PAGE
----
Did you see Michael Eades' new post about WWGF? He writes:

"I’m sure many will find these refutations helpful in their dealings with naysayers, who seem compelled to point out non-existent problems with carb-restricted dieting. There is one in particular that I plan to deploy at the next opportunity. Since I have my own arguments against the rest of the anti-low-carb idiocy, it annoys me greatly that I didn’t think of this one myself."

Hmmm, wonder what he means with non-existent problems... So far the low carb oriented scientists I asked about excess NEFA got angry or remained silent.
Mirrorball said…
Not to mention that he totally misses the point of Super Size Me -- that it's easy to overeat when all you have is a huge portion of junk food. Why is the low-carb community so enthusiastic about a pro-McDonald's film?

But I thought his first quote was all right, especially the part "When blood sugar goes up, you store fat and burn glucose first to bring it down." At least he knows that when insulin is up, fat is stored but glucose is burned, i.e. you are still burning the calories you consumed, first carbohydrate, then fat.
CarbSane said…
Ooooh Melchior! I'm going to deploy some Eadesiocies! LOL

Nothing's ever dull :D
. said…
Whatever the "truth" is, I believe the "health experts" that provide us with low-fat and low-cholesterol counseling are the greatest comediants. And given the great complexity of the human body, in a strict sense, everyone is an "armchair scientist".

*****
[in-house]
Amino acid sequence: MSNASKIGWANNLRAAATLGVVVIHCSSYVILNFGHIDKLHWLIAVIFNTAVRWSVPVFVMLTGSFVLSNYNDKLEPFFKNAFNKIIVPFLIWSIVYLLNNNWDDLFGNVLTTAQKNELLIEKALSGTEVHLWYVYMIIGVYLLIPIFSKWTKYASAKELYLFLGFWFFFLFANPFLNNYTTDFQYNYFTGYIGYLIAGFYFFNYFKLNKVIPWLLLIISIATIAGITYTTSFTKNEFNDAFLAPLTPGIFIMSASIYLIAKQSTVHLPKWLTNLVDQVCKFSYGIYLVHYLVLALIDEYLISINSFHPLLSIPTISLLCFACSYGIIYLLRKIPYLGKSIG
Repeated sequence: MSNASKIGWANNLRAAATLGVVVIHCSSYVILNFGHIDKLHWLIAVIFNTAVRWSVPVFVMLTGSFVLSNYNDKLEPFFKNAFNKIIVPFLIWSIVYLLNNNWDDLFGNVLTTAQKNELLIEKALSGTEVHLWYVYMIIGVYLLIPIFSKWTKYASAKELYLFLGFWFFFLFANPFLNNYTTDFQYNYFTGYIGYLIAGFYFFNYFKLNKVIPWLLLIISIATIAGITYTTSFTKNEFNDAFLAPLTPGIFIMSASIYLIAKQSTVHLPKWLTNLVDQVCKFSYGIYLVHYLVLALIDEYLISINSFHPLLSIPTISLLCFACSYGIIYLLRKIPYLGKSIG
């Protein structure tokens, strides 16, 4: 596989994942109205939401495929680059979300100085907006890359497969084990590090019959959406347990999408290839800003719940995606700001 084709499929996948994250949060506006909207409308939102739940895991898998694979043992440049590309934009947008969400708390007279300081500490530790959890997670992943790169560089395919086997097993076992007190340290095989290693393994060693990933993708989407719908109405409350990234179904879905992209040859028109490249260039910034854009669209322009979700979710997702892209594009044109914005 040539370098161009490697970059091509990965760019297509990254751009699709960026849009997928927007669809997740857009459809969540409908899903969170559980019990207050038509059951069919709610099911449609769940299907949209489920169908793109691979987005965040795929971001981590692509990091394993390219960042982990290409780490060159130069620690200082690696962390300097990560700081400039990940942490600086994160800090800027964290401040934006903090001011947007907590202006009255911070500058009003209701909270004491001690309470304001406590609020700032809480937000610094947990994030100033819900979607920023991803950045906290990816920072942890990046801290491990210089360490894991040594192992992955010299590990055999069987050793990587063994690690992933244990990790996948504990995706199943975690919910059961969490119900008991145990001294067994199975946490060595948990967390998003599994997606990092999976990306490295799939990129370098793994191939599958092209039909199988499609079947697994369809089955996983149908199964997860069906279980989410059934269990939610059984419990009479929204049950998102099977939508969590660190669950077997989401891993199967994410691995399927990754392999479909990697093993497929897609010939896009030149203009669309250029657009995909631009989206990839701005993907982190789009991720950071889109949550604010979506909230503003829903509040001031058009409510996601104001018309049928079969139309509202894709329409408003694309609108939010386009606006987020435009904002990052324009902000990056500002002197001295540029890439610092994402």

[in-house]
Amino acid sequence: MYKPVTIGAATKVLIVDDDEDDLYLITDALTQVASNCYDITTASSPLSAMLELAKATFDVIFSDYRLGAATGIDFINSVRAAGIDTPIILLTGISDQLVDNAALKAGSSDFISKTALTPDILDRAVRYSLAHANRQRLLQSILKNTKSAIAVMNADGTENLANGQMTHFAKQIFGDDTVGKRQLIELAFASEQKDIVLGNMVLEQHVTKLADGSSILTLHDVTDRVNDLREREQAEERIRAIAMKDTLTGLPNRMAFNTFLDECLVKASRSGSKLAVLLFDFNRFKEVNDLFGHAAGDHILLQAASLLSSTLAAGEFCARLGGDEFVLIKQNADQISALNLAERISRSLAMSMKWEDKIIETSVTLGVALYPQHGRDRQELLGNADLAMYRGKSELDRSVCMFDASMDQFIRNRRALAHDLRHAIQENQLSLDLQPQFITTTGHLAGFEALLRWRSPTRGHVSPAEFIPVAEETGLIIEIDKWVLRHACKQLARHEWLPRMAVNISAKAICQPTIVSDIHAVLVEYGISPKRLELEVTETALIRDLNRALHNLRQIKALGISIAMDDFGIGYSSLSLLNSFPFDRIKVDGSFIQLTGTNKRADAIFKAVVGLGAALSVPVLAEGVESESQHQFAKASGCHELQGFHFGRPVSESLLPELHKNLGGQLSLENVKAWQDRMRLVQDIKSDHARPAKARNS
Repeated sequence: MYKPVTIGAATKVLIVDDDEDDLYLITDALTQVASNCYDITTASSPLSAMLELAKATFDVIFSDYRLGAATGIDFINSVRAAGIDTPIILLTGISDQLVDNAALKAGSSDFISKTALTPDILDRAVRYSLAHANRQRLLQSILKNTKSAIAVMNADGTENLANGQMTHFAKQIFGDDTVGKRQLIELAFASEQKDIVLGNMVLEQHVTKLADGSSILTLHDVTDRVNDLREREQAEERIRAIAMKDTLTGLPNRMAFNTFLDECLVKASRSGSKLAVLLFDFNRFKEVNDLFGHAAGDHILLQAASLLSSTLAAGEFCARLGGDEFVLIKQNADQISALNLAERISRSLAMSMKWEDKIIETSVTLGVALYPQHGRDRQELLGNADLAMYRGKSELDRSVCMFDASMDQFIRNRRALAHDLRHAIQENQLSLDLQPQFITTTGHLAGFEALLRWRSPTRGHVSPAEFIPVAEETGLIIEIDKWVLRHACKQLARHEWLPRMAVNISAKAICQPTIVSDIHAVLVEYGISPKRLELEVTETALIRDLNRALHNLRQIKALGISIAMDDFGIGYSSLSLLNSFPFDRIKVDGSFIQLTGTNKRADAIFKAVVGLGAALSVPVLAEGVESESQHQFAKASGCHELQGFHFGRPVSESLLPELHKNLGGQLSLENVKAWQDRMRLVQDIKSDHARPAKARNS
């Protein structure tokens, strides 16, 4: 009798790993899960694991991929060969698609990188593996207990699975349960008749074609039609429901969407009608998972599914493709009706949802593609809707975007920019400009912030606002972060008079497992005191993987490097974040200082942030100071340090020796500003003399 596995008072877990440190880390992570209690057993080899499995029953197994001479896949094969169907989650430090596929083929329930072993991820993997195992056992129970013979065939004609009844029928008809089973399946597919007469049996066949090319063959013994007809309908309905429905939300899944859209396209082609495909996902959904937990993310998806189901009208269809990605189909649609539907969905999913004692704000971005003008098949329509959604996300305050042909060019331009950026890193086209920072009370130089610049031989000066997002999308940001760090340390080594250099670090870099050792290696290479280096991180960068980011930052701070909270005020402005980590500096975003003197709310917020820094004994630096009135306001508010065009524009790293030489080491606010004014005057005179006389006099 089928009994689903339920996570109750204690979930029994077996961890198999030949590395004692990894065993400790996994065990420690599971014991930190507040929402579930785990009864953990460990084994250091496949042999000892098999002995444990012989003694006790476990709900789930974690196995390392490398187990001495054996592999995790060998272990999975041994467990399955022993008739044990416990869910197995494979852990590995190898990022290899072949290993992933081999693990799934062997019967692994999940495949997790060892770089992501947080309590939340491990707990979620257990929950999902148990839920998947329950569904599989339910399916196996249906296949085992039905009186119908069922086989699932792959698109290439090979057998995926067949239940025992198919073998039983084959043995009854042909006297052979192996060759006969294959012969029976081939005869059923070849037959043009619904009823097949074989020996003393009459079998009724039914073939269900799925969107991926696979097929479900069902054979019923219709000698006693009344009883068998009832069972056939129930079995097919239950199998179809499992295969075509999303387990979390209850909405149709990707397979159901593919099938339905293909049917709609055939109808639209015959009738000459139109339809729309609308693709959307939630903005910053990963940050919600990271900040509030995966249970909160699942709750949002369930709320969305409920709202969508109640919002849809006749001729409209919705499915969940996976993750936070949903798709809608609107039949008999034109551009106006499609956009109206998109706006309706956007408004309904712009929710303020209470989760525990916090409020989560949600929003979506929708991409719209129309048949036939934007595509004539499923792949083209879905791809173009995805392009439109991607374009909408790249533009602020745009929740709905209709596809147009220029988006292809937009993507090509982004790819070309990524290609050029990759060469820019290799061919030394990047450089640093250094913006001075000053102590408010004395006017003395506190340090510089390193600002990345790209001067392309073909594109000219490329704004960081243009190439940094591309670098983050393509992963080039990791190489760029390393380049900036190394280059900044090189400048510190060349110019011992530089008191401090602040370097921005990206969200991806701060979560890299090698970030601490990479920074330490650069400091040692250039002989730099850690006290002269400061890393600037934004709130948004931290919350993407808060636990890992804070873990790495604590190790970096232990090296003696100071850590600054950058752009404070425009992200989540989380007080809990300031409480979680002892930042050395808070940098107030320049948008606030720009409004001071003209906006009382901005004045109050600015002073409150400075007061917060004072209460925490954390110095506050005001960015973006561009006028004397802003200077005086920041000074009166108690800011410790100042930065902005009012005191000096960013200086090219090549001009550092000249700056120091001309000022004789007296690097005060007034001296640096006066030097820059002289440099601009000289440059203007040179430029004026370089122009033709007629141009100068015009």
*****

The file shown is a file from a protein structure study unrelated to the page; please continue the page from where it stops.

Sanjeev said…
a journalist, a podcaster and a comedian walk into a research university ... and immediately out again

Taubes, Jimmy & Naughton

So anyway, I'm off to get psychiatric advice from Tom Cruise & John Travolta, advice on ECT from Jack Nicholson and Nurse Ratchett, and paleo diet advice from Kirk Cameron, Tim LaHaye & someone who claimed conservation laws cannot be used for troubleshooting, Kurt Harris.

PS and WWII history advice from David Irving and Ernst Zundel
Sanjeev said…
Or maybe that should be

"3 accomplished comedians walk into a research university ... and one would-be comedian posts on CarbSane's blog ... "


"3 axe-grinding absurdists walk into ..."
FredT said…
negative blog ... self, delete from bookmarks.
Sanjeev said…
This comment has been removed by the author.
Sanjeev said…
for a minute I thought you meant THIS blog, but since truth can't be negative, I realize you must be referring to the negativity of false information,

THEREFORE you're telling yourself to delete the blogs of Gary Taubes and Tom Naughton.